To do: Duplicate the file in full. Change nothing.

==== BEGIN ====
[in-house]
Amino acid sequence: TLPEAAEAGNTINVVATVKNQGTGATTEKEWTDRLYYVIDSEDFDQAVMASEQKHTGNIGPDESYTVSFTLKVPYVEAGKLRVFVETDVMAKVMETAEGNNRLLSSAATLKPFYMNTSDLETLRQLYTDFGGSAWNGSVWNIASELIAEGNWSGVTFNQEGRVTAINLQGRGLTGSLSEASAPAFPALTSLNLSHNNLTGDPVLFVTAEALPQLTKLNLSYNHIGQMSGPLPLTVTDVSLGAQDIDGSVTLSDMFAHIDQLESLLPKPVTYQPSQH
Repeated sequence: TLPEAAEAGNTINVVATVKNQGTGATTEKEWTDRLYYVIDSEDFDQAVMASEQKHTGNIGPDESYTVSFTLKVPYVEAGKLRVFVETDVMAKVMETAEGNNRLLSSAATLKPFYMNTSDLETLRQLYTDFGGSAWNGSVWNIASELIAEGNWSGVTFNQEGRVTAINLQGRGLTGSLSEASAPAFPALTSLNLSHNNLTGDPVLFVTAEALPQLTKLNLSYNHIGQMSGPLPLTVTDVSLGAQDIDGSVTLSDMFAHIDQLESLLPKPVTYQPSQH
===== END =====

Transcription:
[in-house]
Amino acid sequence: TLPEAAEAGNTINVVATVKNQGTGATTEKEWTDRLYYVIDSEDFDQAVMASEQKHTGNIGPDESYTVSFTLKVPYVEAGKLRVFVETDVMAKVMETAEGNNRLLSSAATLKPFYMNTSDLETLRQLYTDFGGSAWNGSVWNIASELIAEGNWSGVTFNQEGRVTAINLQGRGLTGSLSEASAPAFPALTSLNLSHNNLTGDPVLFVTAEALPQLTKLNLSYNHIGQMSGPLPLTVTDVSLGAQDIDGSVTLSDMFAHIDQLESLLPKPVTYQPSQH
Repeated sequence: TLPEAAEAGNTINVVATVKNQGTGATTEKEWTDRLYYVIDSEDFDQAVMASEQKHTGNIGPDESYTVSFTLKVPYVEAGKLRVFVETDVMAKVMETAEGNNRLLSSAATLKPFYMNTSDLETLRQLYTDFGGSAWNGSVWNIASELIAEGNWSGVTFNQEGRVTAINLQGRGLTGSLSEASAPAFPALTSLNLSHNNLTGDPVLFVTAEALPQLTKLNLSYNHIGQMSGPLPLTVTDVSLGAQDIDGSVTLSDMFAHIDQLESLLPKPVTYQPSQH